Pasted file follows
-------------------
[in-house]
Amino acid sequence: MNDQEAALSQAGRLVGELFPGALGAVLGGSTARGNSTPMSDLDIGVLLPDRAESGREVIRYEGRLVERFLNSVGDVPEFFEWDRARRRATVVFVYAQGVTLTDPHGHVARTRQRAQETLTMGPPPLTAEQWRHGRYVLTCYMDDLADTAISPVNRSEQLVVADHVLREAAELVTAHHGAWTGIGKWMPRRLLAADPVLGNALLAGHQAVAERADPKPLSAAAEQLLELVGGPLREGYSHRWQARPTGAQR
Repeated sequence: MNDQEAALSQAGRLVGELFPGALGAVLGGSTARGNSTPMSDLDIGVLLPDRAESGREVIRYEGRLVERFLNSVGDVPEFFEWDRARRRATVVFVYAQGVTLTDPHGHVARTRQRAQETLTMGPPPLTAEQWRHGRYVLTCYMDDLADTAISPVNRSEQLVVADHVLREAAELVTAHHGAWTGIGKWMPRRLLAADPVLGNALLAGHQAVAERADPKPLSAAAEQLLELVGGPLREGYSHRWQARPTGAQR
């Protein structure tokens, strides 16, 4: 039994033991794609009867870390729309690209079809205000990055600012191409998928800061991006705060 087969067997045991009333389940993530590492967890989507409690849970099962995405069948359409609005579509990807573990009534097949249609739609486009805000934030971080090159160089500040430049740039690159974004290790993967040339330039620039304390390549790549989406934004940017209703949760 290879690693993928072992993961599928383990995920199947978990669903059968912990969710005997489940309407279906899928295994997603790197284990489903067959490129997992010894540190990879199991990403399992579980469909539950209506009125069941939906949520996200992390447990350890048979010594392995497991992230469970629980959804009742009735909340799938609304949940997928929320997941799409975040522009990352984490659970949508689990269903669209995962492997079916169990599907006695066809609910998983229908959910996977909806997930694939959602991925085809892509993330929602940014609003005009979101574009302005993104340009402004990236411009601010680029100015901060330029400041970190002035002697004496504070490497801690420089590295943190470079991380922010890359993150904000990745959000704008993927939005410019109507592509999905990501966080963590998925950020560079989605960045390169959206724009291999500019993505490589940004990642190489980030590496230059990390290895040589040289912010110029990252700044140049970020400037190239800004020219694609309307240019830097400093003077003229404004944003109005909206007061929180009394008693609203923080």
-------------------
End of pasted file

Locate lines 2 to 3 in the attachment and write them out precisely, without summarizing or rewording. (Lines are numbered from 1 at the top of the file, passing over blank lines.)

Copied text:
Amino acid sequence: MNDQEAALSQAGRLVGELFPGALGAVLGGSTARGNSTPMSDLDIGVLLPDRAESGREVIRYEGRLVERFLNSVGDVPEFFEWDRARRRATVVFVYAQGVTLTDPHGHVARTRQRAQETLTMGPPPLTAEQWRHGRYVLTCYMDDLADTAISPVNRSEQLVVADHVLREAAELVTAHHGAWTGIGKWMPRRLLAADPVLGNALLAGHQAVAERADPKPLSAAAEQLLELVGGPLREGYSHRWQARPTGAQR
Repeated sequence: MNDQEAALSQAGRLVGELFPGALGAVLGGSTARGNSTPMSDLDIGVLLPDRAESGREVIRYEGRLVERFLNSVGDVPEFFEWDRARRRATVVFVYAQGVTLTDPHGHVARTRQRAQETLTMGPPPLTAEQWRHGRYVLTCYMDDLADTAISPVNRSEQLVVADHVLREAAELVTAHHGAWTGIGKWMPRRLLAADPVLGNALLAGHQAVAERADPKPLSAAAEQLLELVGGPLREGYSHRWQARPTGAQR